Revised property tax to start on July 1, 2021

I’ve got the same question. That’s also how I read what’s been quoted here, but presumably there’s more to it. And yeah, at some point when we sell, if this is an issue, I’m going to get rather annoyed about it!

Then again, I have no idea what the tax rate is for property gains for a local if you’re selling something twenty years later.

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Available land _ _ _ _
Population _ _ _ _ _ _ _ _ _ _ _ _
Business ideas_ _ _ _ _ _ _ _ _ _ _ __ _ _ _ _ _ _ _ _ _ _ _
Speculation _ _ _ _ _ _ _ _ _ _ _ _ _ _ _ _ _ _ _ _ _ _ _ _ _ _ _ _ _ _ _ _ _
Reality _

Still not really sure, after 2 or 5 years, what happens? Selling it is tax free?

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13,000 out in tucheng… so still over priced. Well compared to a 1 room studio its probably quite spacious, people will rent anything.

What about properties and lands inherited? Will capital gains tax apply here? Also does step up apply in Taiwan for inherited estates for both “self use” and “investment properties”? Thank you in advance.

How many ping? at that price it better be over 50 ping. At least you can build proper walls over the bathroom.

Cant remember but it was a decent size.

On what planet is five years a long time to hang on to property before selling it?

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+1

They’ve implemented it quick too.

Heck yeah, collect’em like Pokemon. Living the American dream three times over.

@Taiwan_Luthiers there are other ways to improve the situation. For example, vacancy taxes in some NA cities haven’t changed the culture of hoarding, but they have been seen to (1) increase tax revenue (which can be used for social programs) and (2) add some relatively affordable, high quality rental units to the market (showing the “the only way to bring rents down is to build more” slogan for the lie it is).

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Well, since it’s recommended that you should never buy a property if you don’t intend to live in it/rent it out for at least 5-7 years, I would say it’s not even remotely a long time.

But this law is supposed to stop people from buying houses on speculation, not hoarding. That law actually might do something about the home prices. There are a lot of new builds near me that I checked the cost of when I first moved in (in August). On 591’s 新建案 (new builds), there were units listed at 80-88萬/ping. Nine months later, those same units are now “old houses” (中古屋), going for at least 98萬/ping. Someone came in and put in 樓中樓 (middle level floor/built in lofts) and stupidly placed built-ins, then jacked the price up by 10-18萬/ping. Yet there’s always someone with the building company’s sandwich board standing around advertising that there are units for sale. Yet those units no longer exist in the “new builds” part of 591’s website, nor can I access how to buy a new unit on the construction company’s site. My guess is that, were I to enquire, I would be told “sorry, we don’t have anything at 80萬/ping, but there are some nice units available from 100萬/ping”. 去吃屎.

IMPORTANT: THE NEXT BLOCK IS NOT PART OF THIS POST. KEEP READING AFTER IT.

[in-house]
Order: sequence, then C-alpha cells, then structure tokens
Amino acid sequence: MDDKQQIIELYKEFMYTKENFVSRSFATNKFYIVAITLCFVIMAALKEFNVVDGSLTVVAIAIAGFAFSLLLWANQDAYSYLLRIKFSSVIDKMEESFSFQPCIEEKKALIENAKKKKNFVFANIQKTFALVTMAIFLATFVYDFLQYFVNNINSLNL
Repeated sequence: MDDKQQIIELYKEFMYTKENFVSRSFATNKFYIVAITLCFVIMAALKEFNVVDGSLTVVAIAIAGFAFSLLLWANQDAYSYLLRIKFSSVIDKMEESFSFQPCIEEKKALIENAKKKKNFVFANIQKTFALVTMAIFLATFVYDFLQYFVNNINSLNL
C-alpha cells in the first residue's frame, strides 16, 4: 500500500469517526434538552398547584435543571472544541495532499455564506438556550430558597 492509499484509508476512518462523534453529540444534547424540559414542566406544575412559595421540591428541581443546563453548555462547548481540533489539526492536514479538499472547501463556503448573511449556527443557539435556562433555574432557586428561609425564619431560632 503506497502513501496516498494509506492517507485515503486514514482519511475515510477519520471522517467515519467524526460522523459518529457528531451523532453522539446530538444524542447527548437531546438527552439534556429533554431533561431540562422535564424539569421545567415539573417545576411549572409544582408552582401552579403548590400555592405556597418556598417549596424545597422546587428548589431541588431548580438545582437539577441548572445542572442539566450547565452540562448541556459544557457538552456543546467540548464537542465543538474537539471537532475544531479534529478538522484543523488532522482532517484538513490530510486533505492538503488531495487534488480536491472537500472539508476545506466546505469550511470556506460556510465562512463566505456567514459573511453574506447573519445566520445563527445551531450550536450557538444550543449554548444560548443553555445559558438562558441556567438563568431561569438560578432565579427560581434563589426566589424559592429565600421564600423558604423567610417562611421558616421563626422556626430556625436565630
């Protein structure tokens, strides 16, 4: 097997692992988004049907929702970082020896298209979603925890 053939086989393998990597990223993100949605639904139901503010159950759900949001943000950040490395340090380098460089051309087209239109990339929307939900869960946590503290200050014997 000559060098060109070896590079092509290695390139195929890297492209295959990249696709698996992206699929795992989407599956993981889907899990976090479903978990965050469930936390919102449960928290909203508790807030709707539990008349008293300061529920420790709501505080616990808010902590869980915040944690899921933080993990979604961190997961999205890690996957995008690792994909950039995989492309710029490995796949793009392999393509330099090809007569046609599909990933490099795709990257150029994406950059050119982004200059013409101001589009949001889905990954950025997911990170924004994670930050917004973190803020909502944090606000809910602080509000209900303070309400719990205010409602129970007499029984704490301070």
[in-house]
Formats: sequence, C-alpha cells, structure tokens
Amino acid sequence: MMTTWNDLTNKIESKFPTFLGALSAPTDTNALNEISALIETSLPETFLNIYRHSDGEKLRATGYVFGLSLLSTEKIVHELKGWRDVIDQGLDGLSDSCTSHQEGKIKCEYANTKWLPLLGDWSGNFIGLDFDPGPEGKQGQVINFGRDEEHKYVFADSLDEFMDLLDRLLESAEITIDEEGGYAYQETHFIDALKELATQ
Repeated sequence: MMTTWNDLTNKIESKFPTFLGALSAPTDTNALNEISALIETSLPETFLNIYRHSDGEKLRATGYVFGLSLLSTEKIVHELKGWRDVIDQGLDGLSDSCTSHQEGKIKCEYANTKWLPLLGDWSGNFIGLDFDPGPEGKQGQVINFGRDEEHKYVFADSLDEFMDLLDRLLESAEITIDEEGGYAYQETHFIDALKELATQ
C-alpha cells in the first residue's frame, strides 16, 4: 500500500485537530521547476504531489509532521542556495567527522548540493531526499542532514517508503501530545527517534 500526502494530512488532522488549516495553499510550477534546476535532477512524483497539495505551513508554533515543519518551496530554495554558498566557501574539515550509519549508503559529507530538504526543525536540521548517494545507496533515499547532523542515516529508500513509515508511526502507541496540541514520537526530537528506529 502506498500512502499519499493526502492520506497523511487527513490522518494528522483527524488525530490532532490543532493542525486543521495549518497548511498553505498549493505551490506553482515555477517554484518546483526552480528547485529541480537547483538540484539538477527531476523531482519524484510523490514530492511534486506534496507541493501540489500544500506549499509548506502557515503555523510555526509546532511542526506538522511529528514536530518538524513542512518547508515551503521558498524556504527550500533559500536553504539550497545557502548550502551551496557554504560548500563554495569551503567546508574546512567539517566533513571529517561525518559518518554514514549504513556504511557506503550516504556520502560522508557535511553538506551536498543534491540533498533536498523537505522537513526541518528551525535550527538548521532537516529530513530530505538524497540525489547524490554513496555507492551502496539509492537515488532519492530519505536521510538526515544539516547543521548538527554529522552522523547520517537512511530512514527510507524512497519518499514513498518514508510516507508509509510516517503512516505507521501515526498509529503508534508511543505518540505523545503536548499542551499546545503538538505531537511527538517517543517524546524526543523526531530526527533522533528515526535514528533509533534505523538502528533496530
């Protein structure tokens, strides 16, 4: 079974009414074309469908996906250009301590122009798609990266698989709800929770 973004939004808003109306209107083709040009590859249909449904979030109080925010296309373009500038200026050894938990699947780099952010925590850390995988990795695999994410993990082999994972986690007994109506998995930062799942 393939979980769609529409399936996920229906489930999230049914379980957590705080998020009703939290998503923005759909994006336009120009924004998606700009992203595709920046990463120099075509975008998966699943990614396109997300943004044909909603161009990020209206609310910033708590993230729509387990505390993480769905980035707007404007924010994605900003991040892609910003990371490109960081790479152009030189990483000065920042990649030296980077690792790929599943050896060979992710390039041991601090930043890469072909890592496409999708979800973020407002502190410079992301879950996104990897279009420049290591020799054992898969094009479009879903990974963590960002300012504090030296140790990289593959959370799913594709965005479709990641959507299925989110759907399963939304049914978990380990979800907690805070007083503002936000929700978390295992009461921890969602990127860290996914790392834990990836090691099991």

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I agree. Vacancy taxes, at minimum, slap the hands of people who don’t do anything with their properties and make them reconsider what they use them for. Could even use the tax revenue to build well-constructed apartments that are rental-only and reasonably priced (not necessarily “low income housing”). Clearly flooding the market with more homes has done nothing in Taipei – politicians are always talking about “the lack of housing” while soooo many units sit unoccupied for years, meanwhile, the cost per ping has only gone up

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Some of it is caused by hoarding, some by speculation. Maybe you have better data than the Taiwanese government to determine.

I was once looking at a 4-bed/2 bath room to purchase. I asked on Facebook whether anyone would share a 4-bed/2-bed room with three other people. FB friends said no. If I build a shacklike-bathroom in the back yard, It’ll be 4-bed/3-bed instead, and a lot more rentable.

No, I just don’t have anything to lose by pointing out how to address the actual problem, unlike 100% of Taiwanese politicians whose entire net worth is caught up in shadily acquired property.

Yeah, more people might be willing to rent it, but who actually wants to own and then live in it long term? I’m almost 6ft tall. I don’t have the mental agility to need to hunch over in my living space all the time, which is what 樓中樓s result in. I guess if I were a very short Taiwanese woman I wouldn’t mind so much, but it’s this attitude of (usually illegally) cutting floors in half to add another floor is not helping the housing crisis. It’s giving landlords an excuse to provide increasingly less space for increasingly higher prices. Next up will be “coffin houses” like in Hong Kong.

Ive seen many of his videos, he always makes insightful points on the different real estate markets around the world Im familiar with…and again he nails all the major points about Taiwan real estate

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Number 10 surprises me – it seems obvious that Chinese would be large investors in property in Taiwan, but I was under the impression (from everything I’d read from other sources) that the Chinese weren’t buying up property in Taiwan. Just lots of Taishan.

They are just waiting to get it for free after reunification.

:neutral_face:

There are different borrowed hukou scheme regulations and also some will check how long you were on the hukou in that district. The schools will then enforce a pecking order depending on how popular that school.is . Also if you have one kid is in the school already that’s an advantage. It’s not super straightforward.